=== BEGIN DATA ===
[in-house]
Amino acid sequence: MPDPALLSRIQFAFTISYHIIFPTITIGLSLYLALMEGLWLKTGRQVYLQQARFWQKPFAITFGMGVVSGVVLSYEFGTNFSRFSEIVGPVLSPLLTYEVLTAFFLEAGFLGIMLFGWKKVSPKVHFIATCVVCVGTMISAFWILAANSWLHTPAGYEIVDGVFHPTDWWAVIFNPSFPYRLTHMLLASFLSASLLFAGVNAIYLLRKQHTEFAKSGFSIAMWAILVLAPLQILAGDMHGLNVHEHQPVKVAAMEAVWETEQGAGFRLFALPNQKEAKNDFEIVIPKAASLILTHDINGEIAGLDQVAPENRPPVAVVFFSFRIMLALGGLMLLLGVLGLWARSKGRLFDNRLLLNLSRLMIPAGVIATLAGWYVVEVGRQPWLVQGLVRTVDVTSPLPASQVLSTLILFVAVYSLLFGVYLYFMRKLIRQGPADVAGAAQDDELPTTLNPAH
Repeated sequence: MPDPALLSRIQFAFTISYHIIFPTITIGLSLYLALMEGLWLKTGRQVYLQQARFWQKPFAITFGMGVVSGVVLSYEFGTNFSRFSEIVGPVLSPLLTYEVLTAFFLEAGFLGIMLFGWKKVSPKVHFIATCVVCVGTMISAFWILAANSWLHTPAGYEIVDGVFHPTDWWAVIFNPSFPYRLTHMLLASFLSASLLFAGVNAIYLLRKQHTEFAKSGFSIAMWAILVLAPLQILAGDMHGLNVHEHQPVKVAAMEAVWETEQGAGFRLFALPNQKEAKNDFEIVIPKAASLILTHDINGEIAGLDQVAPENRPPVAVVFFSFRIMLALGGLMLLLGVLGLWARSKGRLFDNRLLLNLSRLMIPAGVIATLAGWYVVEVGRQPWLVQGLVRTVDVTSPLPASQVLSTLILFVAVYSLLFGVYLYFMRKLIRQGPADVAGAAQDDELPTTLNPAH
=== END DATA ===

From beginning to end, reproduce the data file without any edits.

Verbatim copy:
[in-house]
Amino acid sequence: MPDPALLSRIQFAFTISYHIIFPTITIGLSLYLALMEGLWLKTGRQVYLQQARFWQKPFAITFGMGVVSGVVLSYEFGTNFSRFSEIVGPVLSPLLTYEVLTAFFLEAGFLGIMLFGWKKVSPKVHFIATCVVCVGTMISAFWILAANSWLHTPAGYEIVDGVFHPTDWWAVIFNPSFPYRLTHMLLASFLSASLLFAGVNAIYLLRKQHTEFAKSGFSIAMWAILVLAPLQILAGDMHGLNVHEHQPVKVAAMEAVWETEQGAGFRLFALPNQKEAKNDFEIVIPKAASLILTHDINGEIAGLDQVAPENRPPVAVVFFSFRIMLALGGLMLLLGVLGLWARSKGRLFDNRLLLNLSRLMIPAGVIATLAGWYVVEVGRQPWLVQGLVRTVDVTSPLPASQVLSTLILFVAVYSLLFGVYLYFMRKLIRQGPADVAGAAQDDELPTTLNPAH
Repeated sequence: MPDPALLSRIQFAFTISYHIIFPTITIGLSLYLALMEGLWLKTGRQVYLQQARFWQKPFAITFGMGVVSGVVLSYEFGTNFSRFSEIVGPVLSPLLTYEVLTAFFLEAGFLGIMLFGWKKVSPKVHFIATCVVCVGTMISAFWILAANSWLHTPAGYEIVDGVFHPTDWWAVIFNPSFPYRLTHMLLASFLSASLLFAGVNAIYLLRKQHTEFAKSGFSIAMWAILVLAPLQILAGDMHGLNVHEHQPVKVAAMEAVWETEQGAGFRLFALPNQKEAKNDFEIVIPKAASLILTHDINGEIAGLDQVAPENRPPVAVVFFSFRIMLALGGLMLLLGVLGLWARSKGRLFDNRLLLNLSRLMIPAGVIATLAGWYVVEVGRQPWLVQGLVRTVDVTSPLPASQVLSTLILFVAVYSLLFGVYLYFMRKLIRQGPADVAGAAQDDELPTTLNPAH